Another factor in skin sagging is the loss of adipose fat. We’ve got adipose fat by the bucket load when we’re young, but as we age adipose fat production slows down. The fatty tissue we’ve got left then begins to shift southward when we get older which gives rise to sunken cheeks – thanks gravity!

More nerdiness: Hyaluronic Acid – What is It and What Does it Do?

Skincare for sagging skin


We could shout this one from the rooftops… always wear an SPF, even on days spent curled up on the sofa! The damage caused by UV rays accounts for a mahoosive 80% of skin ageing, which includes skin sagging, wrinkles, and hyperpigmentation.

UVB rays have a shorter wavelength and get absorbed by the epidermis which leads to bad burns. While UVA rays penetrate through windows (surprising, right?) and deep into our skin’s dermis where it degrades elastin and collagen fibres.

A study published in the Journal of Dermatological Science in 2019 found that mice exposed to high amounts of UVA radiation had a greater decline in skin elasticity than mice with low UVA exposure. So, let’s protect our structural fibres!

A broad-spectrum SPF like the Skingredients Skin Shield (€42) protects skin from harmful UVB, UVA and HEV light (blue light emitted from screens) with zinc oxide, a physical SPF filter. It also contains vitamin E, a powerful antioxidant, and niacinamide (vitamin B3) to improve skin tone and texture.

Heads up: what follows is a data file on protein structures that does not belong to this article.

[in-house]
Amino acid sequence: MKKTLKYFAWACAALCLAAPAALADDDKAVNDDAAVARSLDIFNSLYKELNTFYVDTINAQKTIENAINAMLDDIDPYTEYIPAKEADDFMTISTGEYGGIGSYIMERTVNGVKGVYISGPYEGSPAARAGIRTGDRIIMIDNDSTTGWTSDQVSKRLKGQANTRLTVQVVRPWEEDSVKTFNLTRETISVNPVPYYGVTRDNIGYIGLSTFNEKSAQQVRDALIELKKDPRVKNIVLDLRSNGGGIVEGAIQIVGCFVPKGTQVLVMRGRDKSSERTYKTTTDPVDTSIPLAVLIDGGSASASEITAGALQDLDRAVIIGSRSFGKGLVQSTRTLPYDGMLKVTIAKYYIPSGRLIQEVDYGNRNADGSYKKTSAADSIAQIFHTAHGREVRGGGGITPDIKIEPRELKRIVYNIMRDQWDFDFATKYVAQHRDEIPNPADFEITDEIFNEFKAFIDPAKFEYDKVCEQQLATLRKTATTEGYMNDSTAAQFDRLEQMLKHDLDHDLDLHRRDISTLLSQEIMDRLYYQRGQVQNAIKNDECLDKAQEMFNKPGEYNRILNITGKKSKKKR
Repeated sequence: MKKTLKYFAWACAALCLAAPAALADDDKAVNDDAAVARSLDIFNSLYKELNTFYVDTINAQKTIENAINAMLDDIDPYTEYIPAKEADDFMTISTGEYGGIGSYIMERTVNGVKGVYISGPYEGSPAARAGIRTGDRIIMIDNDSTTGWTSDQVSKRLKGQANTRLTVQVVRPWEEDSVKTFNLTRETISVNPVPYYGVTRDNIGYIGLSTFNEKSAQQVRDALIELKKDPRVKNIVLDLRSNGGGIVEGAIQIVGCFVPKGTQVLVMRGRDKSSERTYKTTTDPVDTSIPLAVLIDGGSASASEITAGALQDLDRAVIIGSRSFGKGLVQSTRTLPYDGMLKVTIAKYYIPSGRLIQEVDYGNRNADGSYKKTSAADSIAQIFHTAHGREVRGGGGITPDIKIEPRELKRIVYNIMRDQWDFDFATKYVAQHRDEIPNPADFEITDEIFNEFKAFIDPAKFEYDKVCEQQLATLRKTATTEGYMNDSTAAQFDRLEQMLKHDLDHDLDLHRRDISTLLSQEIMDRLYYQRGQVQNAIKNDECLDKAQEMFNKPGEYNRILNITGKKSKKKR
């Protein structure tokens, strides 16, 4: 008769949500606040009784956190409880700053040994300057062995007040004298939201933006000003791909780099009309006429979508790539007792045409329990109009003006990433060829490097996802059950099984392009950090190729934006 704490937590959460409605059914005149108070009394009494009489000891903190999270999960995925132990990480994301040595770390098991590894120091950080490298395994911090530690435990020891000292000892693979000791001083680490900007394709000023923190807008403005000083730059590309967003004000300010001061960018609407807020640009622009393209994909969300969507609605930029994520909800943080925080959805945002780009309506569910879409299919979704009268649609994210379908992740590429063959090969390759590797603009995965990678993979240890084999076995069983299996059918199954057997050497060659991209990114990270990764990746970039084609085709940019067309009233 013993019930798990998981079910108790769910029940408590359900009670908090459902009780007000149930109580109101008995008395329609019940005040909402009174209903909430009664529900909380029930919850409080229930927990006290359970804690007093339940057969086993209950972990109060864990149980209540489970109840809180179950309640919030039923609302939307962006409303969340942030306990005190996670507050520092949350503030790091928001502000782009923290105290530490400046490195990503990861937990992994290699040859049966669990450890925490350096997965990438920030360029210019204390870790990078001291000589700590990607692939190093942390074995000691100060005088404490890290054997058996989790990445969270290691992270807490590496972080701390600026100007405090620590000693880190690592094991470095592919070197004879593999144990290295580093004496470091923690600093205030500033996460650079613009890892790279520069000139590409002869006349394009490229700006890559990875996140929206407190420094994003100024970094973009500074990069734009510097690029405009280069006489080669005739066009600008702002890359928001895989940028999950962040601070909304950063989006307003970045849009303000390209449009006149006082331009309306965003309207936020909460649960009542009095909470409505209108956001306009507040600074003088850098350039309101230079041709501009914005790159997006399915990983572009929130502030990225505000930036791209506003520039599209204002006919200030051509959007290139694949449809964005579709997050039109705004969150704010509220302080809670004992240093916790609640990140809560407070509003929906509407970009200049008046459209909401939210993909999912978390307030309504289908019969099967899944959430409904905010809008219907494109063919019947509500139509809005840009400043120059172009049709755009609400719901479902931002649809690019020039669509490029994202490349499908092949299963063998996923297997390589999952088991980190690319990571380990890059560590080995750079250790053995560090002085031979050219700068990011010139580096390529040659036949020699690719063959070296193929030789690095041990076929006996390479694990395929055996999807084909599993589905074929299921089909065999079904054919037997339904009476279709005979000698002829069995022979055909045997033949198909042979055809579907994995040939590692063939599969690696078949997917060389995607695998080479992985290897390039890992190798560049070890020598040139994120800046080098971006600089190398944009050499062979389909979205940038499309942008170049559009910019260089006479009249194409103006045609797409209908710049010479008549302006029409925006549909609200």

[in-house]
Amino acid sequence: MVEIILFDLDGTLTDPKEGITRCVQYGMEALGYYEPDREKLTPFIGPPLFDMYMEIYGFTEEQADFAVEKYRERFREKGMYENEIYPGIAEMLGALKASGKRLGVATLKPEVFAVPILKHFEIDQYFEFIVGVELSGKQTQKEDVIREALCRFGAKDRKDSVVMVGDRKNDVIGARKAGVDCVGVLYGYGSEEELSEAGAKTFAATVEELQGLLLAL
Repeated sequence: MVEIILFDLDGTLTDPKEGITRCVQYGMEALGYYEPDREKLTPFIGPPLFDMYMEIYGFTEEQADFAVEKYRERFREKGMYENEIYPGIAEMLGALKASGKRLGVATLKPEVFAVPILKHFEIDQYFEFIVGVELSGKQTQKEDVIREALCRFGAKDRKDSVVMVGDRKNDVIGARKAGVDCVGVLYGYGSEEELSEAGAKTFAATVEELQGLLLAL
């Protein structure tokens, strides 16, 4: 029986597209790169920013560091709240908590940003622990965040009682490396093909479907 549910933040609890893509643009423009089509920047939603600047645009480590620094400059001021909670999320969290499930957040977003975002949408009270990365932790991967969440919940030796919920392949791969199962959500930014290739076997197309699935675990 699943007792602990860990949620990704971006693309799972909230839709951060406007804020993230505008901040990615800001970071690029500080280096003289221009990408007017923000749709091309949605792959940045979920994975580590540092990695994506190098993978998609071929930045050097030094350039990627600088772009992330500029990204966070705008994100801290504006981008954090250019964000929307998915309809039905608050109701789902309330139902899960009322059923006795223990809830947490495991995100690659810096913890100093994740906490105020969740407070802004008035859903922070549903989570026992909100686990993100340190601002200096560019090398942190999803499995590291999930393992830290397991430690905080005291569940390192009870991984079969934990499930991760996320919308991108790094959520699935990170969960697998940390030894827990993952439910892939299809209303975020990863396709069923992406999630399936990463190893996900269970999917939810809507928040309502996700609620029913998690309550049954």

Nerdiness incoming! Free radicals are reactive, unpaired electrons naturally produced by chemical processes in the body, like breathing and eating, and a result of exposure to extrinsic factors such as UV rays, pollution, and cigarette smoke.

In a process called oxidation, free radicals can contribute to the degradation of healthy collagen and elastin fibres by stealing an electron from them – cheeky! That’s where antioxidants come in. Antioxidants neutralise unstable free radicals by giving them a spare electron to prevent cellular damage.

In our opinion, serums are the best way to serve antioxidants to your face and the Environ Skin EssentiA Vita-Antioxidant AVST Gel (€57) is the gold standard of skincare. It contains introductory amounts of vitamin A in the form of retinyl palmitate to boost collagen production as well as vitamin C to brighten and antioxidants galore for skin protection.

Vitamin A